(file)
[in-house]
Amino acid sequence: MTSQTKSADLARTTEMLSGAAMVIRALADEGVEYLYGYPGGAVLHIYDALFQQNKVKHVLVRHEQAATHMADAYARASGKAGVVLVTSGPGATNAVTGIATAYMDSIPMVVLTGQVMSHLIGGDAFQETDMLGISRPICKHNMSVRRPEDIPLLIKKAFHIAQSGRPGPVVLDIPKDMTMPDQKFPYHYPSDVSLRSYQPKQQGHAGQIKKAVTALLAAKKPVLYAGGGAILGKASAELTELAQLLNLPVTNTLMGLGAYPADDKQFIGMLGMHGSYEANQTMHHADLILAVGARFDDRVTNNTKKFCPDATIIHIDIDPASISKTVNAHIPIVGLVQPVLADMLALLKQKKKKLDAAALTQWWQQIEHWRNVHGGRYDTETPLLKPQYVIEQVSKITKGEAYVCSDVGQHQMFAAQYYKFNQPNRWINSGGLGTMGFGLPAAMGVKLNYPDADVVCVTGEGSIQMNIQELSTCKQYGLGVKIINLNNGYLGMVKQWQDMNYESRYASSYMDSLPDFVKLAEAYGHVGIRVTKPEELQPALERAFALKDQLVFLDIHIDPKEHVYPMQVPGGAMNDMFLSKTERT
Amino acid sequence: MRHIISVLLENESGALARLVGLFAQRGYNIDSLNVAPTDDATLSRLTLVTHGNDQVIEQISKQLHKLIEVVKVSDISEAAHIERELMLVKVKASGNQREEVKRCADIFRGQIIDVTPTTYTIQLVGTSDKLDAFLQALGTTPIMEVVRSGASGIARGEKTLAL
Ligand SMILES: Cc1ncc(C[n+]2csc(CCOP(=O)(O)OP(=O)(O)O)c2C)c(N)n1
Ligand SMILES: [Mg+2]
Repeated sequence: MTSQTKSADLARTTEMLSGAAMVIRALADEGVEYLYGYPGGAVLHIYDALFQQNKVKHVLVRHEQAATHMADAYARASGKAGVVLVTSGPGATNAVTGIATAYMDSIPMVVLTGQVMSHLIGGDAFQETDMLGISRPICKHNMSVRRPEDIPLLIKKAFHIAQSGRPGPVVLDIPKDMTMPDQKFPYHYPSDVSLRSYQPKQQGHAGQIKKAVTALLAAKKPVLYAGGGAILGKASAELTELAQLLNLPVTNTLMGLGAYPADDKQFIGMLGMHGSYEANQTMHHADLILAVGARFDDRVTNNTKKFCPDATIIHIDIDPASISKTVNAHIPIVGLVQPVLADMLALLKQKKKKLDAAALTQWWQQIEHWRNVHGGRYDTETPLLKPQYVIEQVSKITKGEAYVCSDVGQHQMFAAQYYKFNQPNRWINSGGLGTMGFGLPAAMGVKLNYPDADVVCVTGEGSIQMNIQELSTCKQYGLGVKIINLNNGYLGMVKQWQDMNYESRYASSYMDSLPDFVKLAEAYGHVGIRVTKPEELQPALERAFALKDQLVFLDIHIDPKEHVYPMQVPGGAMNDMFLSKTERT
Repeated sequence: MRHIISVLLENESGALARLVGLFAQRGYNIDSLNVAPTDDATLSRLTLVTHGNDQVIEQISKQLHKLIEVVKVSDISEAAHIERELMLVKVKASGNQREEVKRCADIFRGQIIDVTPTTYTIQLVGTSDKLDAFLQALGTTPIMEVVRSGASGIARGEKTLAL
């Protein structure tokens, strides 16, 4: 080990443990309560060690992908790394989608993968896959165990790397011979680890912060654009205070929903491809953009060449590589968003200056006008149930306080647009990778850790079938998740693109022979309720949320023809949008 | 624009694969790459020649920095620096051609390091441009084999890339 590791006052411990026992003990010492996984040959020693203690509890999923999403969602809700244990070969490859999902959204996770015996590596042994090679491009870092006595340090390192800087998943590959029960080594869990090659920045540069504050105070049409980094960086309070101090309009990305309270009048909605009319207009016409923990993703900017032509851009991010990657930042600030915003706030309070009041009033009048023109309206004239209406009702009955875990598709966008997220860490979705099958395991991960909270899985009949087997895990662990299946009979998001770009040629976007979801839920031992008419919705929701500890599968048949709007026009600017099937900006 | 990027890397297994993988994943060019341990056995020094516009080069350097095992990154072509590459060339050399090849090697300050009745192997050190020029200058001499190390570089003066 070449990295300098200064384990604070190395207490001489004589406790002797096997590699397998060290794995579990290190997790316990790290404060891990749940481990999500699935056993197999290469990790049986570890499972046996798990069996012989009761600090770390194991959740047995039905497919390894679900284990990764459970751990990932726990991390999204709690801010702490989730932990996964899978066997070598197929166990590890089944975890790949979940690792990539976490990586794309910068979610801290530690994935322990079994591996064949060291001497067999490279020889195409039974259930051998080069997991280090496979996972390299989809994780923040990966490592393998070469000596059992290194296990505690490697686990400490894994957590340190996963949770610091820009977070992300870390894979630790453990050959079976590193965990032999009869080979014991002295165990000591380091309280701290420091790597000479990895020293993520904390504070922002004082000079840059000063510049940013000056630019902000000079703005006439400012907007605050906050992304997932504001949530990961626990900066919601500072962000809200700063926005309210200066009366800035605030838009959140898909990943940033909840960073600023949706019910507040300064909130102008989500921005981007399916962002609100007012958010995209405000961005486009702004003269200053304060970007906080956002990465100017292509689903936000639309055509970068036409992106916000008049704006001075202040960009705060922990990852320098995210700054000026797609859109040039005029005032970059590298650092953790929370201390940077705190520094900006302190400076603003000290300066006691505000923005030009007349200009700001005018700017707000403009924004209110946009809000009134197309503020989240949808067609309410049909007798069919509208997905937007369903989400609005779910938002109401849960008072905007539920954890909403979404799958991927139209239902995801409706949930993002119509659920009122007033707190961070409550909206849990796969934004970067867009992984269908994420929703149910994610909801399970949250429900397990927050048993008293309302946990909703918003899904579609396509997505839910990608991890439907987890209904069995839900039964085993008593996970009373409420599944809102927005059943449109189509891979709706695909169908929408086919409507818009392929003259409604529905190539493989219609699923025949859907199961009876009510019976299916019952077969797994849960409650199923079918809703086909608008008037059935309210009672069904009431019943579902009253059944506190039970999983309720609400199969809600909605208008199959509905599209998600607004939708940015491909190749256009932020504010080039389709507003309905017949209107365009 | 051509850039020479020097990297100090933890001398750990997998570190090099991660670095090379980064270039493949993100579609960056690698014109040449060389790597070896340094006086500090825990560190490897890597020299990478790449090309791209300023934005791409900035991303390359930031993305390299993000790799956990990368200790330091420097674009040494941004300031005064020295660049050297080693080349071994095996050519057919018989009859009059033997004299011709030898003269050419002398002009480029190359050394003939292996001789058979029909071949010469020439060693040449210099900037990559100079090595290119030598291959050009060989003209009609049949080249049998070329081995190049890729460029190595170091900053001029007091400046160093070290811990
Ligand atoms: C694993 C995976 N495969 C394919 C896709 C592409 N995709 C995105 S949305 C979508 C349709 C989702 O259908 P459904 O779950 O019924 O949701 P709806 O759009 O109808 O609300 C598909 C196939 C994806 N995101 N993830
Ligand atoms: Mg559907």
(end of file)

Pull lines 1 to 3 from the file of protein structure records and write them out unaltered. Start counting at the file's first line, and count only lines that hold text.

[in-house]
Amino acid sequence: MTSQTKSADLARTTEMLSGAAMVIRALADEGVEYLYGYPGGAVLHIYDALFQQNKVKHVLVRHEQAATHMADAYARASGKAGVVLVTSGPGATNAVTGIATAYMDSIPMVVLTGQVMSHLIGGDAFQETDMLGISRPICKHNMSVRRPEDIPLLIKKAFHIAQSGRPGPVVLDIPKDMTMPDQKFPYHYPSDVSLRSYQPKQQGHAGQIKKAVTALLAAKKPVLYAGGGAILGKASAELTELAQLLNLPVTNTLMGLGAYPADDKQFIGMLGMHGSYEANQTMHHADLILAVGARFDDRVTNNTKKFCPDATIIHIDIDPASISKTVNAHIPIVGLVQPVLADMLALLKQKKKKLDAAALTQWWQQIEHWRNVHGGRYDTETPLLKPQYVIEQVSKITKGEAYVCSDVGQHQMFAAQYYKFNQPNRWINSGGLGTMGFGLPAAMGVKLNYPDADVVCVTGEGSIQMNIQELSTCKQYGLGVKIINLNNGYLGMVKQWQDMNYESRYASSYMDSLPDFVKLAEAYGHVGIRVTKPEELQPALERAFALKDQLVFLDIHIDPKEHVYPMQVPGGAMNDMFLSKTERT
Amino acid sequence: MRHIISVLLENESGALARLVGLFAQRGYNIDSLNVAPTDDATLSRLTLVTHGNDQVIEQISKQLHKLIEVVKVSDISEAAHIERELMLVKVKASGNQREEVKRCADIFRGQIIDVTPTTYTIQLVGTSDKLDAFLQALGTTPIMEVVRSGASGIARGEKTLAL